New research published in the European Respiratory Journal analyzed data on 20,000 adults with sleep apnea to conclude that women with severe sleep apnea have higher rates of cancer. Although the scientists behind the study cannot say that sleep apnea causes cancer, their findings do show a unquestionable link between the two for women.
The researchers analyzed data from the European Sleep Apnea Database (ESADA), which gathers medical information from 33 centers across Europe, including information regarding obstructive sleep apnea, or OSA. According to Medical News Today, “OSA is a condition in which a person experiences short and repeated interruptions of breathing while asleep. The condition results from the inability of the throat muscles to keep the airway open.”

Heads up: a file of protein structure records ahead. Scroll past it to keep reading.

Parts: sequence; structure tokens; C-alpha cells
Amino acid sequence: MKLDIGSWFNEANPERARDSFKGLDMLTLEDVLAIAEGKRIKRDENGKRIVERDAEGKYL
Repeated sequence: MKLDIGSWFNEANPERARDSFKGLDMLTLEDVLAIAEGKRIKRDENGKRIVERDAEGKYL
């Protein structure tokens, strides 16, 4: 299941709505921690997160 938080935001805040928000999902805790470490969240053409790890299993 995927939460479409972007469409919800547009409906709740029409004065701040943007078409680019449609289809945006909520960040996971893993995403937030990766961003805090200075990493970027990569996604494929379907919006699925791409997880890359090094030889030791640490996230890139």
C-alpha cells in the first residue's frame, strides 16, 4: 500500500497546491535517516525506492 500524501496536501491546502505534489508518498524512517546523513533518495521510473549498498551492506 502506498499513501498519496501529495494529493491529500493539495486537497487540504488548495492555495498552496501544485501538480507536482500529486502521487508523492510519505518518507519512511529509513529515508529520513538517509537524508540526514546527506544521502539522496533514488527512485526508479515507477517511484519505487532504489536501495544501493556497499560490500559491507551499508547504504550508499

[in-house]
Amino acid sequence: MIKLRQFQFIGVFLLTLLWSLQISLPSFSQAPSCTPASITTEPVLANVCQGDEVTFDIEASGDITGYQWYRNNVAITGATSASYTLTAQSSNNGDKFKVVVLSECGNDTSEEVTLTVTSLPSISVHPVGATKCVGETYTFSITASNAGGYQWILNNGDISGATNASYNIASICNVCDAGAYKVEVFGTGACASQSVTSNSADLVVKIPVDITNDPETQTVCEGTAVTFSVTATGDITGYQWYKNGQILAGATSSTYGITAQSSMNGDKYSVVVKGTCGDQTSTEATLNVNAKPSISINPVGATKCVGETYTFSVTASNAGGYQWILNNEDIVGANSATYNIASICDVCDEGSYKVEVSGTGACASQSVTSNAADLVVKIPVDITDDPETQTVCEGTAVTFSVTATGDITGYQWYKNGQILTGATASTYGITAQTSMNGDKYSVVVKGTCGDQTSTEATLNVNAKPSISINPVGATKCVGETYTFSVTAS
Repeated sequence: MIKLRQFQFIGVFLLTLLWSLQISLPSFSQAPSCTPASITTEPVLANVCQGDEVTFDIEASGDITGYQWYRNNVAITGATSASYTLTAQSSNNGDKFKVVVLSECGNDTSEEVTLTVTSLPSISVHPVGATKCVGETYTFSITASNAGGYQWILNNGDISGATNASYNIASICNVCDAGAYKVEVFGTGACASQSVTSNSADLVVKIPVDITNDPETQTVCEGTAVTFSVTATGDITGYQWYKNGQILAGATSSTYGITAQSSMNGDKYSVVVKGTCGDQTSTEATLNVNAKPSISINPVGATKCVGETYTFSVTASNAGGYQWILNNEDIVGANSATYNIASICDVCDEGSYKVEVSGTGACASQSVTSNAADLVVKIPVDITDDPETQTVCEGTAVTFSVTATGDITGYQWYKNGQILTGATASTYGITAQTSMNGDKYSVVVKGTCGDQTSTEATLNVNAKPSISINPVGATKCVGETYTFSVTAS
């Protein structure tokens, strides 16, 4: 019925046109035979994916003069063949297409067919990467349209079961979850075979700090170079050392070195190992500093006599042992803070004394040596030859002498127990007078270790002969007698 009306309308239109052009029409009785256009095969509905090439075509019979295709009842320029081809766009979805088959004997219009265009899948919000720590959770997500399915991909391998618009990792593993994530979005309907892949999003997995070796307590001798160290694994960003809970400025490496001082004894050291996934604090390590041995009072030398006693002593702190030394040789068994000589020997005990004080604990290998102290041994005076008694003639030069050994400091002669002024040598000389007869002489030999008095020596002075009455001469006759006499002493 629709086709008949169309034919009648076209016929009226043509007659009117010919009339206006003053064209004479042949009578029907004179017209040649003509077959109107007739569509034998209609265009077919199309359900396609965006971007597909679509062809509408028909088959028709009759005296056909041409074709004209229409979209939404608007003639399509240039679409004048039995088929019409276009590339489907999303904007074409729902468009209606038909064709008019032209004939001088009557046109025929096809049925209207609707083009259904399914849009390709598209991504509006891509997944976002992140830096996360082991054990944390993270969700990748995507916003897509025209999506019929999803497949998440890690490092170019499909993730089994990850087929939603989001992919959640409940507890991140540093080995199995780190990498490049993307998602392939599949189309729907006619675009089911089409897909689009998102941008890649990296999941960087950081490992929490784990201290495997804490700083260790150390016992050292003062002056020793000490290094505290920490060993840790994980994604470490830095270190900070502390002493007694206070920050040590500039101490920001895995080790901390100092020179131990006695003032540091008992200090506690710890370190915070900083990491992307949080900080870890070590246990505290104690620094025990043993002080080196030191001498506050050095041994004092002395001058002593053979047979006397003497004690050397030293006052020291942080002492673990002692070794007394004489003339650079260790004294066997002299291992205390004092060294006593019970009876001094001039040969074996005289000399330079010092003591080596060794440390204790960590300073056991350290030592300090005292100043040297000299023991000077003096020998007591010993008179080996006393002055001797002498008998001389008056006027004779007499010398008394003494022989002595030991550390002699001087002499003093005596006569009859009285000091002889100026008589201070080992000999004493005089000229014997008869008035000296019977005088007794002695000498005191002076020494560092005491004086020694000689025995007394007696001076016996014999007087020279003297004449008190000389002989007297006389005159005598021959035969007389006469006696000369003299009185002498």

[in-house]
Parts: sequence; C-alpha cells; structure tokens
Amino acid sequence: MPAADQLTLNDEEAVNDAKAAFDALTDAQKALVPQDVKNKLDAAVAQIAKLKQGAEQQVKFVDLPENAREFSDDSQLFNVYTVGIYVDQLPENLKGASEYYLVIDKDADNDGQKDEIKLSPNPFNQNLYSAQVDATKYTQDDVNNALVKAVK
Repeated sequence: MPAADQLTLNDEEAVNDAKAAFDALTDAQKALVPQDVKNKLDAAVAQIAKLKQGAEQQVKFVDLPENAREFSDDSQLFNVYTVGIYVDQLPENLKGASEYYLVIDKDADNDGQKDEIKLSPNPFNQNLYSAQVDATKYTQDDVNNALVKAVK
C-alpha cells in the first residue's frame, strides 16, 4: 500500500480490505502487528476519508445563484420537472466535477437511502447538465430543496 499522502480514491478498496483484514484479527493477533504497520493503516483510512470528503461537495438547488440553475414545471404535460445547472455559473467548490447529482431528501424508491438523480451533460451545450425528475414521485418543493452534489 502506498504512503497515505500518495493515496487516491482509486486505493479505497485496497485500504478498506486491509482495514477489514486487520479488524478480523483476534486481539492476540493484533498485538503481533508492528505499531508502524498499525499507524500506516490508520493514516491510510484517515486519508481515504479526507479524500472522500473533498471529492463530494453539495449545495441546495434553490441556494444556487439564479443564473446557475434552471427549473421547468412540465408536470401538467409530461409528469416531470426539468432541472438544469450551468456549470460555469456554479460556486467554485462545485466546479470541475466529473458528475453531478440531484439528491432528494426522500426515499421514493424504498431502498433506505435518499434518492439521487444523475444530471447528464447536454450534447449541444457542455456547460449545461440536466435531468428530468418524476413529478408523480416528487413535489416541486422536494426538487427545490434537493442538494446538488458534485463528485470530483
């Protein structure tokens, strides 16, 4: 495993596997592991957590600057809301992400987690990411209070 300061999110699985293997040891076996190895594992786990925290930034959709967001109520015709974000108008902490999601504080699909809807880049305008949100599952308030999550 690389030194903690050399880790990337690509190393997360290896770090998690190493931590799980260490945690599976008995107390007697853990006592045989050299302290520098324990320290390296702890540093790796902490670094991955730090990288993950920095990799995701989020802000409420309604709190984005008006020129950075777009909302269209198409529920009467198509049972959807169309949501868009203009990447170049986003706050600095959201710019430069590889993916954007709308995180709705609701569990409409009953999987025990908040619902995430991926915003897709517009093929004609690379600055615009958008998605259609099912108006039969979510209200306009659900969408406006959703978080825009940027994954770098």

The resulting disturbed sleep and insufficient oxygen that those with OSA experience can lead to high blood pressure, heart disease, memory problems, and even mood disturbance. Ludger Grote, an adjunct professor and chief physician in sleep medicine at Gothenburg University in Sweden commented that these factors make it “reasonable to assume that sleep apnea is a risk factor for cancer or that both conditions have common risk factors, such as [being] overweight.” Nevertheless, Grote asserted, "On the other hand, it is less likely that cancer leads to sleep apnea."
In their study, the researcher determined a possible association between intermittent nocturnal hypoxia and higher rates of cancer, an association that was particularly higher in women than in men. In fact, two to three times higher!
"It's impossible to say for sure what causes underlie the association between sleep apnea and cancer, but the indication means we need to study it in more depth," said Grote.
Given the study’s conclusions, future investigations could potentially focus on breast or womb cancers that are specific to women.